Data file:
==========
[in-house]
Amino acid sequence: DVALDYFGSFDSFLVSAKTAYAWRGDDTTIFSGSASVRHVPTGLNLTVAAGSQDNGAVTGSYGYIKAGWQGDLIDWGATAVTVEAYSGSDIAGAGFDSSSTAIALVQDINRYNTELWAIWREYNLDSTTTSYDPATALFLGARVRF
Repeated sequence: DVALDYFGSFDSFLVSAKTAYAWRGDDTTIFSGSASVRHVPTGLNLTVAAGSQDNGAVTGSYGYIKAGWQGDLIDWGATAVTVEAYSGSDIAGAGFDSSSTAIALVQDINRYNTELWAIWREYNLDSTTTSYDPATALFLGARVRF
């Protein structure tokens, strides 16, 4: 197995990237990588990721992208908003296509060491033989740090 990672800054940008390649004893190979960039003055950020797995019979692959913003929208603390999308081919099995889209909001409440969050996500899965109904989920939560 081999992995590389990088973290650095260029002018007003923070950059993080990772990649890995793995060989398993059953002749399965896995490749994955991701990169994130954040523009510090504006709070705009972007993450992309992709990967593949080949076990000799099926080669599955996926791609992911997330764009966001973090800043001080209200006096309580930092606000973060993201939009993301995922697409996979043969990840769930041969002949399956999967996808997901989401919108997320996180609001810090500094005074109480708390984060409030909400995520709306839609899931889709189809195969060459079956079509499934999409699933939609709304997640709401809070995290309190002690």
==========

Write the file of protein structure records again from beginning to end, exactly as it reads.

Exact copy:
[in-house]
Amino acid sequence: DVALDYFGSFDSFLVSAKTAYAWRGDDTTIFSGSASVRHVPTGLNLTVAAGSQDNGAVTGSYGYIKAGWQGDLIDWGATAVTVEAYSGSDIAGAGFDSSSTAIALVQDINRYNTELWAIWREYNLDSTTTSYDPATALFLGARVRF
Repeated sequence: DVALDYFGSFDSFLVSAKTAYAWRGDDTTIFSGSASVRHVPTGLNLTVAAGSQDNGAVTGSYGYIKAGWQGDLIDWGATAVTVEAYSGSDIAGAGFDSSSTAIALVQDINRYNTELWAIWREYNLDSTTTSYDPATALFLGARVRF
């Protein structure tokens, strides 16, 4: 197995990237990588990721992208908003296509060491033989740090 990672800054940008390649004893190979960039003055950020797995019979692959913003929208603390999308081919099995889209909001409440969050996500899965109904989920939560 081999992995590389990088973290650095260029002018007003923070950059993080990772990649890995793995060989398993059953002749399965896995490749994955991701990169994130954040523009510090504006709070705009972007993450992309992709990967593949080949076990000799099926080669599955996926791609992911997330764009966001973090800043001080209200006096309580930092606000973060993201939009993301995922697409996979043969990840769930041969002949399956999967996808997901989401919108997320996180609001810090500094005074109480708390984060409030909400995520709306839609899931889709189809195969060459079956079509499934999409699933939609709304997640709401809070995290309190002690």